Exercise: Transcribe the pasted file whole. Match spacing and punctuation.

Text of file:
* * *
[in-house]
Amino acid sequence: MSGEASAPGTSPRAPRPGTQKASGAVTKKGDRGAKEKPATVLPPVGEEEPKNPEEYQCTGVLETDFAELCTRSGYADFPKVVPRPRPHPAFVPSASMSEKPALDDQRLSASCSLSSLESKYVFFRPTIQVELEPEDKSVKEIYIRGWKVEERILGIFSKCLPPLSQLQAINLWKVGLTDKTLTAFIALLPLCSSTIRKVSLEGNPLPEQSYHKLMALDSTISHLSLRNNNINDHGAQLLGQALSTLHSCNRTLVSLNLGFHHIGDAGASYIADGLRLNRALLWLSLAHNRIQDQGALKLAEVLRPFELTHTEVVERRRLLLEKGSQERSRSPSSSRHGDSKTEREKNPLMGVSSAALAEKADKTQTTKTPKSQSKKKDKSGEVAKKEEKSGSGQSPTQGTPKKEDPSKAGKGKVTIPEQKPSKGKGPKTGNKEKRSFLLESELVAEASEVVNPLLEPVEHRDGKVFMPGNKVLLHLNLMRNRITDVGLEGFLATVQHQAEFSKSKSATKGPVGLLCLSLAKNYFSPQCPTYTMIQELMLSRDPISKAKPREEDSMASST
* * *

[in-house]
Amino acid sequence: MSGEASAPGTSPRAPRPGTQKASGAVTKKGDRGAKEKPATVLPPVGEEEPKNPEEYQCTGVLETDFAELCTRSGYADFPKVVPRPRPHPAFVPSASMSEKPALDDQRLSASCSLSSLESKYVFFRPTIQVELEPEDKSVKEIYIRGWKVEERILGIFSKCLPPLSQLQAINLWKVGLTDKTLTAFIALLPLCSSTIRKVSLEGNPLPEQSYHKLMALDSTISHLSLRNNNINDHGAQLLGQALSTLHSCNRTLVSLNLGFHHIGDAGASYIADGLRLNRALLWLSLAHNRIQDQGALKLAEVLRPFELTHTEVVERRRLLLEKGSQERSRSPSSSRHGDSKTEREKNPLMGVSSAALAEKADKTQTTKTPKSQSKKKDKSGEVAKKEEKSGSGQSPTQGTPKKEDPSKAGKGKVTIPEQKPSKGKGPKTGNKEKRSFLLESELVAEASEVVNPLLEPVEHRDGKVFMPGNKVLLHLNLMRNRITDVGLEGFLATVQHQAEFSKSKSATKGPVGLLCLSLAKNYFSPQCPTYTMIQELMLSRDPISKAKPREEDSMASST